FIG. 1 is a detail view of a high data rate single packet being transferred as two slower rate backbone connection facilitator (bcf) packets;

FIG. 2 is a detail view of a two slower data rate packets are transferred as a single high data rate backbone connection facilitator (bcf) packet;

FIG. 3 is a detail view of a data generated by a low data rate source and a high data rate source are transferred as two high data backbone connection facilitator (bcf) packets;

FIG. 4 is a detail view of a direct wireless connection between two ‘short-range wireless network’ clusters within a home or a small office;

FIG. 5 is a detail view of a direct wireless connection among more than two ‘short-range wired/wireless network’ clusters within home or a small office;

FIG. 6 is a detail view of a direct wireless connection with concurrent high-speed data pipeline between two ‘short-range wired/wireless network’ clusters within a home or a small office; and

FIG. 7 is a detail view of an example state diagram of the backbone connection facilitator that connects ‘short-range wired/wireless network’ clusters within a home or a small office.

For purposes of clarity and brevity, like elements and components will bear the same designations and numbering throughout the Figures.

DESCRIPTION OF THE PREFERRED EMBODIMENT

This patent presents a method of constructing a practical wireless home network using the newly developed adaptive antenna technology, such as MIMO (Multiple_In_Multiple_Out), SDMA Spatial Division Mulitple Access), and the newly defined IEEE (802) wireless protocols, such as 802.11n and 802.15.3.

The invention demonstrates how to construct a wireless home network that unifies the home entertainment network, the home data network, and the Mobile network. This invention provides seamless interface among these networks with a very high data generation/transfer rate (6 Gbps) to be able to support any future communication protocols including the HDMI/HDPC protocol.

Example of the Backbone Connection Facilitator (BCF) Packet ayload Construction Criteria is given at below.

Criterion-1 case: High data transfer rate generated by a single source;

    • The BCF-Network-Layer parses the original packet with the bit slicing technique to create multiple lower data rate packets (Refer to FIG. 1), and the BCF-Data-Link-Layer sends these packets via concurrent data pipelines.

Criterion-2 case: High data transfer rate to handle the data generated by multiple of low data rate sources;

    • The BCF-Network-Layer constructs the high-speed payload by merging a number of low data rate packets (Refer to FIG. 2). The BCF-Network-Layer may merge the low data rate packets by bit-wise multiplexing, by byte-wire multiplexing, or by word-wise multiplexing. FIG. 2 shows two examples where the BCF-Data-Link-Layer and the BCF-PHY-Layer transfer the bit-wise multiplexed data, and alternatively the byte-wire multiplexed data.

Criterion-3 case: High data transfer rate to handle a number of simultaneously generated low data rate packets and high data rate packets;

    • The BCF-Network-Layer constructs evenly distributed high-speed BCF packets by merging a number of low data rate packets with high data rate packets (Refer to FIG. 3). FIG. 3 shows that the Backbone packet-A transfers bytes 0, 2, 3, 5, 6, 8, 9 . . . (3n−1), 3n of the original packet-A. The Backbone packet-B transfers bytes 1, 4, 7, . . . (3n+1) of the original packet-A, and the original packet-B.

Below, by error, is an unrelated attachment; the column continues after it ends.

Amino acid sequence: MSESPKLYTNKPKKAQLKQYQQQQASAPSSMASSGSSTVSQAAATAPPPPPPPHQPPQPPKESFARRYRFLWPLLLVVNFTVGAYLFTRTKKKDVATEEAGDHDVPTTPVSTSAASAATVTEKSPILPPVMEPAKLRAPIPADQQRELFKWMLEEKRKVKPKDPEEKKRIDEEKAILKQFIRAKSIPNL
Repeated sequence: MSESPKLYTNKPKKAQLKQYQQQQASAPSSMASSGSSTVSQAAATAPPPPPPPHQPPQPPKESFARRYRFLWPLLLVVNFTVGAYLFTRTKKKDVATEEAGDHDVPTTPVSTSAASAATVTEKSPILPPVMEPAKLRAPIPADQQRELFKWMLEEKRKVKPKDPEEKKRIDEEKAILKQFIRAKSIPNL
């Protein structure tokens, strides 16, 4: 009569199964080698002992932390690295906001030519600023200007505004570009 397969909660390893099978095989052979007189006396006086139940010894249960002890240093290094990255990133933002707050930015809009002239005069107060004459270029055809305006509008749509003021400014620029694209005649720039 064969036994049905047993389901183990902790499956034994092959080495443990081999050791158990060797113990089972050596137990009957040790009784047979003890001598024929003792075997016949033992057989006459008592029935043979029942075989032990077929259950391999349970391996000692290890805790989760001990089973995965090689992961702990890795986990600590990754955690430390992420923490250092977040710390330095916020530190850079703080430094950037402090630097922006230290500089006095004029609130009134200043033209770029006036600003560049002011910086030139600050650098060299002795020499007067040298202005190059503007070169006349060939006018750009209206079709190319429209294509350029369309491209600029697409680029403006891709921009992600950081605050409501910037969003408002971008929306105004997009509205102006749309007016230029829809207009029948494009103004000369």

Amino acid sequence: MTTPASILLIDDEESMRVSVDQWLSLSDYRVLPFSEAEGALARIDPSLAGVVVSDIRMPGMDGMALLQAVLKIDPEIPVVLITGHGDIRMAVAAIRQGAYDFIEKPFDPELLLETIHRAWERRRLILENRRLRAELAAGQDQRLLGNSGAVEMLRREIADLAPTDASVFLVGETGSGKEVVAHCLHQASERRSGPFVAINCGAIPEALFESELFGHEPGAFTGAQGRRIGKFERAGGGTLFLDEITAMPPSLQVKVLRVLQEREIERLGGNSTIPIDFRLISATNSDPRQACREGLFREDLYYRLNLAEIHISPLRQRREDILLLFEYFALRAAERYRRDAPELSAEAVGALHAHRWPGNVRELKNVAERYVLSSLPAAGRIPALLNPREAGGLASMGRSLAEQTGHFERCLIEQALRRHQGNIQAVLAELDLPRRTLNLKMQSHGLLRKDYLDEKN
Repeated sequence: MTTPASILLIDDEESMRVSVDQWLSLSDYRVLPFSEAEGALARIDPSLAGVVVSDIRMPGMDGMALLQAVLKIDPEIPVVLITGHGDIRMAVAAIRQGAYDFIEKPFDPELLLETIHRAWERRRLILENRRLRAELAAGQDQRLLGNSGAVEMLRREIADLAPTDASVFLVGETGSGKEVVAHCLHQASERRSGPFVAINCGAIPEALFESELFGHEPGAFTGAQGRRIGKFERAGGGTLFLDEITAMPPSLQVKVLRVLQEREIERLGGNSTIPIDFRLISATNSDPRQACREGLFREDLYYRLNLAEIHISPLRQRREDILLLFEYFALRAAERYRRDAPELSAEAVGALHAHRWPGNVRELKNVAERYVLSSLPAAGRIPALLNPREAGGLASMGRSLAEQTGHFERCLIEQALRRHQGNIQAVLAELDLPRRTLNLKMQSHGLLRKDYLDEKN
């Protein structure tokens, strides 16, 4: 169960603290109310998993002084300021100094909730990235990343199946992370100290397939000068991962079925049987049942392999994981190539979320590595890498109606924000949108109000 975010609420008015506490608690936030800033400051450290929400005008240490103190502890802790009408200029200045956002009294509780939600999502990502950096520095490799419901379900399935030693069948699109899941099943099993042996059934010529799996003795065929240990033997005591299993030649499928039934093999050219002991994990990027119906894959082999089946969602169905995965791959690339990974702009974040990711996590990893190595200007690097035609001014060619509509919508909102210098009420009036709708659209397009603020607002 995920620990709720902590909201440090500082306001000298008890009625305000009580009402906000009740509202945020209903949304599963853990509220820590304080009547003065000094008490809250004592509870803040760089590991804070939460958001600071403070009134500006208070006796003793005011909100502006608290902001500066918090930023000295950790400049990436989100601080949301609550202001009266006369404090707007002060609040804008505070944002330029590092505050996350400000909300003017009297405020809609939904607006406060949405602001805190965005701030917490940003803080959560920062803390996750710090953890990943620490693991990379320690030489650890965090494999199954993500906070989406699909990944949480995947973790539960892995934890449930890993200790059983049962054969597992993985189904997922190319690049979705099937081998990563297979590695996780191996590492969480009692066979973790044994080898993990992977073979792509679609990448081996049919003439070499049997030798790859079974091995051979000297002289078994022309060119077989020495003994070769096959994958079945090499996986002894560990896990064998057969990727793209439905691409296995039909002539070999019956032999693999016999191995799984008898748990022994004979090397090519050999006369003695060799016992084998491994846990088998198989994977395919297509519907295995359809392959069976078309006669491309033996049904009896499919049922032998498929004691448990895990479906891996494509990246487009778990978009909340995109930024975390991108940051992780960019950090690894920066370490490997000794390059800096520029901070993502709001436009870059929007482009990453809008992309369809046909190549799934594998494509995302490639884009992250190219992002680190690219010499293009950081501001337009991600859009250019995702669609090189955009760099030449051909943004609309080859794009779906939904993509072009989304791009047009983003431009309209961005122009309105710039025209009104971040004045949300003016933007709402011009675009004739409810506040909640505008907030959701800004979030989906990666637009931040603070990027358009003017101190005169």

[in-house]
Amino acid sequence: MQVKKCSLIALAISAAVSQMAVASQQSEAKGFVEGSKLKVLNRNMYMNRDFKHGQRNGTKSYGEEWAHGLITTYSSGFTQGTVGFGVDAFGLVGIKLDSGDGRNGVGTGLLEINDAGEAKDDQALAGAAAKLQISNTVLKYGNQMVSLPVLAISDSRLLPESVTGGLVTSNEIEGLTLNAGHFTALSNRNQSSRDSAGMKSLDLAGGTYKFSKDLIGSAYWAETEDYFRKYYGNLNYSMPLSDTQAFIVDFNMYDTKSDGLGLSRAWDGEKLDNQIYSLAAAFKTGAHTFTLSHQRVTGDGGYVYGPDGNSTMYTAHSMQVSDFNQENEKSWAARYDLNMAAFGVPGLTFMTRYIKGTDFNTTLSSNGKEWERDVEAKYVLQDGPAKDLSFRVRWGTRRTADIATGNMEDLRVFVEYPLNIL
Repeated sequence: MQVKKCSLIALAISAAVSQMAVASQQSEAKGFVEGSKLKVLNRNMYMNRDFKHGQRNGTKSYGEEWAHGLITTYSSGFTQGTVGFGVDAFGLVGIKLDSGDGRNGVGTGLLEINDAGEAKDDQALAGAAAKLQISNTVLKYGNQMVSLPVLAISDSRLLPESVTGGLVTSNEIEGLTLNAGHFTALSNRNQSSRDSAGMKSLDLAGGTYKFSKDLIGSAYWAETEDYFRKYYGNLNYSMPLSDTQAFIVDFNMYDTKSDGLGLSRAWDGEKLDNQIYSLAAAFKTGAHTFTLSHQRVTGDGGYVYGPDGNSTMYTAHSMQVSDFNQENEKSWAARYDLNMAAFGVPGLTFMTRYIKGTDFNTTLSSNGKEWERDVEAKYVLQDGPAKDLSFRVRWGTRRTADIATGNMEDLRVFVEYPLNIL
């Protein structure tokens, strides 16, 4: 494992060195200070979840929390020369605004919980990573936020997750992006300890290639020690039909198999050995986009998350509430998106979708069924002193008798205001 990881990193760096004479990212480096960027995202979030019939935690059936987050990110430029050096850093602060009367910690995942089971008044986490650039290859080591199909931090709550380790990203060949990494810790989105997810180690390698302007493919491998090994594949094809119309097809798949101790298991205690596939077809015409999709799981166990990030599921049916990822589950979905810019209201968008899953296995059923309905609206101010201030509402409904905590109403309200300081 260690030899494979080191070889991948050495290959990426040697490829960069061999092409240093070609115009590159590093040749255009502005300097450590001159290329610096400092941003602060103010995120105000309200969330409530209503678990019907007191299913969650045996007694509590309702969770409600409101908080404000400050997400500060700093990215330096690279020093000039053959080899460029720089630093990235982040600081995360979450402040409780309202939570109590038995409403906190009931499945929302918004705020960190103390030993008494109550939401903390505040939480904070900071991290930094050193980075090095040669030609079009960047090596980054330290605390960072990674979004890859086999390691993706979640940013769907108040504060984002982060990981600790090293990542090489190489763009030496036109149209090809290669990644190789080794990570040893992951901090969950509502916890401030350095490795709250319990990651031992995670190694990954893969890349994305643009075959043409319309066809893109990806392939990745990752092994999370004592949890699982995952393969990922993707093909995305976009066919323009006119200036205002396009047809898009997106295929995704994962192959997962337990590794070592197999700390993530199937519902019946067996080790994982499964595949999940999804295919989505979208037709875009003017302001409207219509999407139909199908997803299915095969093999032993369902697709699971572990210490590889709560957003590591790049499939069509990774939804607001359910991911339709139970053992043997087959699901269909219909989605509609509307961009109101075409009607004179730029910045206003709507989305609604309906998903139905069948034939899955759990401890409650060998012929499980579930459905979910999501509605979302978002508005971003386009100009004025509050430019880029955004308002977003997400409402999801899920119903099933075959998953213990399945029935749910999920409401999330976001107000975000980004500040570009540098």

As theses 3 example cases show, the BCF-Network-Layer parses the original data packet, and assembles the high-speed backbone packets to optimize the power dissipation, and also the number of channels it occupies.

Example of Employing Smart/Adaptive Antenna Technology is shown at below.

This invention also incorporates the Smart/Adaptive antenna Technology to increase the communication distance and to reduce the power dissipation. The high-speed backbone connection may contain more than one PHY that is based on antenna technology such as -MIMO. The MAC controls the antennas to simultaneously connect multiple ‘short-range wired/wireless network’ clusters. The MAC also controls the transmit power based on the range measurements.

Case 1: Direct Wireless Connection between two ‘short-range wired/wireless network’ clusters;

    • FIG. 4 shows the case when one ‘short-range wired/wireless network’ cluster is connected to another ‘short-range wired/wireless network’ cluster via Smart/Adaptive Antenna.

Case 2: Direct Wireless Connection among more than two ‘short-range wired/wireless network’ clusters;

    • FIG. 5 shows the case when one ‘short-range wired/wireless network’ cluster is connected to multiple ‘short-range wired/wireless network’ clusters via Smart/Adaptive Antenna. This configuration allows the one ‘short-range wired/wireless network’ cluster to send broadcast information to other ‘short-range wired/wireless network’ clusters.

Case 3: Direct Wireless Connection with Concurrent High-Speed Data Pipelines between more than two ‘short-range wired/wireless network’ clusters;

    • FIG. 6 shows an example of one ‘short-range wired/wireless network’ cluster is connected to another ‘short-range wired/wireless network’ cluster via concurrent high-speed data pipelines. This configuration allows the one ‘short-range wireless network’ cluster to transfer data via concurrent wireless channels.

The description of this application presents an example of the method to link various wired/wireless home networks. A dynamically sizable backbone high-speed data pipeline can be constructed with this method for the purpose of supporting such protocol as HDMI/HDPC, which requires up to 6 Gbps data transfer rate.

This invention requires at least one device that is capable of supporting the Backbone Connection Facilitator (BCF) function. The BCF may be implemented in any wireless device with/without wired connection. The BCF function does not have to be an exclusive function in a device. Since any UWB wireless device needs to support the lowest 3 layers of the 7 Layer OSI model, a person trained in this art should be able to incorporate the BCF function in an existing wireless device design.